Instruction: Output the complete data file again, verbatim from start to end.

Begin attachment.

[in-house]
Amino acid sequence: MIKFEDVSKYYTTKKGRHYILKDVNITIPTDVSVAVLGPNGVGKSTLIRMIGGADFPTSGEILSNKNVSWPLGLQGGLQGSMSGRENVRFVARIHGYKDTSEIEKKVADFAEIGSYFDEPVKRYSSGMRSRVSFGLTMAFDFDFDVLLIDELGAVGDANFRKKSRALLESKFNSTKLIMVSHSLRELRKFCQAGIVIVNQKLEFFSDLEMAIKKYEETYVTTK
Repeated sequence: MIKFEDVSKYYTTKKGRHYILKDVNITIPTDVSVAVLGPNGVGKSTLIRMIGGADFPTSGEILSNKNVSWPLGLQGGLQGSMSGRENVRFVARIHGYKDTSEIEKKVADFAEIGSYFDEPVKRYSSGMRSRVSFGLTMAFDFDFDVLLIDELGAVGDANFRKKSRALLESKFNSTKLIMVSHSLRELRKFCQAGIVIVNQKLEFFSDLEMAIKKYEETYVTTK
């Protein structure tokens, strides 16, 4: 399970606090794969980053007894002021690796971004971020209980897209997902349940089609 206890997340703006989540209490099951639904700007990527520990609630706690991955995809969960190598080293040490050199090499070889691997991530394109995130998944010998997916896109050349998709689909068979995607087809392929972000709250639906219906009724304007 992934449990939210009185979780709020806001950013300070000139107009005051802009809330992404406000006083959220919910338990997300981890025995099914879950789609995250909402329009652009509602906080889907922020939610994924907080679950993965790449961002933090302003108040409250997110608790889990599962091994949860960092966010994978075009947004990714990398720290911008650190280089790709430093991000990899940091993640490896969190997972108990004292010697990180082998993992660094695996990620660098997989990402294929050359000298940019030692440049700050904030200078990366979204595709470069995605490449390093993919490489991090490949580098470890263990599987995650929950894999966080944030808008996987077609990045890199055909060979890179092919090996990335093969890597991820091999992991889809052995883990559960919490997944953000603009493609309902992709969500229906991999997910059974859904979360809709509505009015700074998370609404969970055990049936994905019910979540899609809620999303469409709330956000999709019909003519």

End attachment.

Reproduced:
[in-house]
Amino acid sequence: MIKFEDVSKYYTTKKGRHYILKDVNITIPTDVSVAVLGPNGVGKSTLIRMIGGADFPTSGEILSNKNVSWPLGLQGGLQGSMSGRENVRFVARIHGYKDTSEIEKKVADFAEIGSYFDEPVKRYSSGMRSRVSFGLTMAFDFDFDVLLIDELGAVGDANFRKKSRALLESKFNSTKLIMVSHSLRELRKFCQAGIVIVNQKLEFFSDLEMAIKKYEETYVTTK
Repeated sequence: MIKFEDVSKYYTTKKGRHYILKDVNITIPTDVSVAVLGPNGVGKSTLIRMIGGADFPTSGEILSNKNVSWPLGLQGGLQGSMSGRENVRFVARIHGYKDTSEIEKKVADFAEIGSYFDEPVKRYSSGMRSRVSFGLTMAFDFDFDVLLIDELGAVGDANFRKKSRALLESKFNSTKLIMVSHSLRELRKFCQAGIVIVNQKLEFFSDLEMAIKKYEETYVTTK
């Protein structure tokens, strides 16, 4: 399970606090794969980053007894002021690796971004971020209980897209997902349940089609 206890997340703006989540209490099951639904700007990527520990609630706690991955995809969960190598080293040490050199090499070889691997991530394109995130998944010998997916896109050349998709689909068979995607087809392929972000709250639906219906009724304007 992934449990939210009185979780709020806001950013300070000139107009005051802009809330992404406000006083959220919910338990997300981890025995099914879950789609995250909402329009652009509602906080889907922020939610994924907080679950993965790449961002933090302003108040409250997110608790889990599962091994949860960092966010994978075009947004990714990398720290911008650190280089790709430093991000990899940091993640490896969190997972108990004292010697990180082998993992660094695996990620660098997989990402294929050359000298940019030692440049700050904030200078990366979204595709470069995605490449390093993919490489991090490949580098470890263990599987995650929950894999966080944030808008996987077609990045890199055909060979890179092919090996990335093969890597991820091999992991889809052995883990559960919490997944953000603009493609309902992709969500229906991999997910059974859904979360809709509505009015700074998370609404969970055990049936994905019910979540899609809620999303469409709330956000999709019909003519």